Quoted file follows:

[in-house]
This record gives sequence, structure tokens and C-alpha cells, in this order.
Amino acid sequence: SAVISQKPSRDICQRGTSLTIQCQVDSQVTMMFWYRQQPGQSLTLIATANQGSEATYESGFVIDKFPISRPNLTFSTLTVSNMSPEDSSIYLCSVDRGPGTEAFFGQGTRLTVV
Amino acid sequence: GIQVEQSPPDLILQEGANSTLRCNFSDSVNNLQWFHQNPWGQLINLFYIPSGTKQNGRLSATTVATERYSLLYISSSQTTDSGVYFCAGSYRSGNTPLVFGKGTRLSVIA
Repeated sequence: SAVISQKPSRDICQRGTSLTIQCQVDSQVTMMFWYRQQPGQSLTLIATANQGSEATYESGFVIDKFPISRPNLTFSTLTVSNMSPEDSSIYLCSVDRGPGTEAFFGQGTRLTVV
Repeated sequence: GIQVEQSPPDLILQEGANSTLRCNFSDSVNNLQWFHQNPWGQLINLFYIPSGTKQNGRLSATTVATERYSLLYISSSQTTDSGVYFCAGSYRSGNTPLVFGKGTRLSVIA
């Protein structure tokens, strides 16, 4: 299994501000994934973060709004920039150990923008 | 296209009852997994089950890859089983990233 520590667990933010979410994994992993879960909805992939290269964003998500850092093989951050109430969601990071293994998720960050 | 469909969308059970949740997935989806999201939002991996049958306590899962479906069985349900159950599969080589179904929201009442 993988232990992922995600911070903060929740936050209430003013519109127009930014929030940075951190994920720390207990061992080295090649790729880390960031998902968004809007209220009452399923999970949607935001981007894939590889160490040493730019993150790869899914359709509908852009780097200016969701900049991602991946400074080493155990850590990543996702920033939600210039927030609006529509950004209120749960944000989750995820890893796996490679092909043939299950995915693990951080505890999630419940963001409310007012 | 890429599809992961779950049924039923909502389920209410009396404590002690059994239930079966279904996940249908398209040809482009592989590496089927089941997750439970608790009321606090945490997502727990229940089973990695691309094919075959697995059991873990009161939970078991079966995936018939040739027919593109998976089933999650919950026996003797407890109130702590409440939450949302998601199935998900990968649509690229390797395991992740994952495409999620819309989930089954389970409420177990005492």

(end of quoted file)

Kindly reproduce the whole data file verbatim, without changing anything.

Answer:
[in-house]
This record gives sequence, structure tokens and C-alpha cells, in this order.
Amino acid sequence: SAVISQKPSRDICQRGTSLTIQCQVDSQVTMMFWYRQQPGQSLTLIATANQGSEATYESGFVIDKFPISRPNLTFSTLTVSNMSPEDSSIYLCSVDRGPGTEAFFGQGTRLTVV
Amino acid sequence: GIQVEQSPPDLILQEGANSTLRCNFSDSVNNLQWFHQNPWGQLINLFYIPSGTKQNGRLSATTVATERYSLLYISSSQTTDSGVYFCAGSYRSGNTPLVFGKGTRLSVIA
Repeated sequence: SAVISQKPSRDICQRGTSLTIQCQVDSQVTMMFWYRQQPGQSLTLIATANQGSEATYESGFVIDKFPISRPNLTFSTLTVSNMSPEDSSIYLCSVDRGPGTEAFFGQGTRLTVV
Repeated sequence: GIQVEQSPPDLILQEGANSTLRCNFSDSVNNLQWFHQNPWGQLINLFYIPSGTKQNGRLSATTVATERYSLLYISSSQTTDSGVYFCAGSYRSGNTPLVFGKGTRLSVIA
């Protein structure tokens, strides 16, 4: 299994501000994934973060709004920039150990923008 | 296209009852997994089950890859089983990233 520590667990933010979410994994992993879960909805992939290269964003998500850092093989951050109430969601990071293994998720960050 | 469909969308059970949740997935989806999201939002991996049958306590899962479906069985349900159950599969080589179904929201009442 993988232990992922995600911070903060929740936050209430003013519109127009930014929030940075951190994920720390207990061992080295090649790729880390960031998902968004809007209220009452399923999970949607935001981007894939590889160490040493730019993150790869899914359709509908852009780097200016969701900049991602991946400074080493155990850590990543996702920033939600210039927030609006529509950004209120749960944000989750995820890893796996490679092909043939299950995915693990951080505890999630419940963001409310007012 | 890429599809992961779950049924039923909502389920209410009396404590002690059994239930079966279904996940249908398209040809482009592989590496089927089941997750439970608790009321606090945490997502727990229940089973990695691309094919075959697995059991873990009161939970078991079966995936018939040739027919593109998976089933999650919950026996003797407890109130702590409440939450949302998601199935998900990968649509690229390797395991992740994952495409999620819309989930089954389970409420177990005492």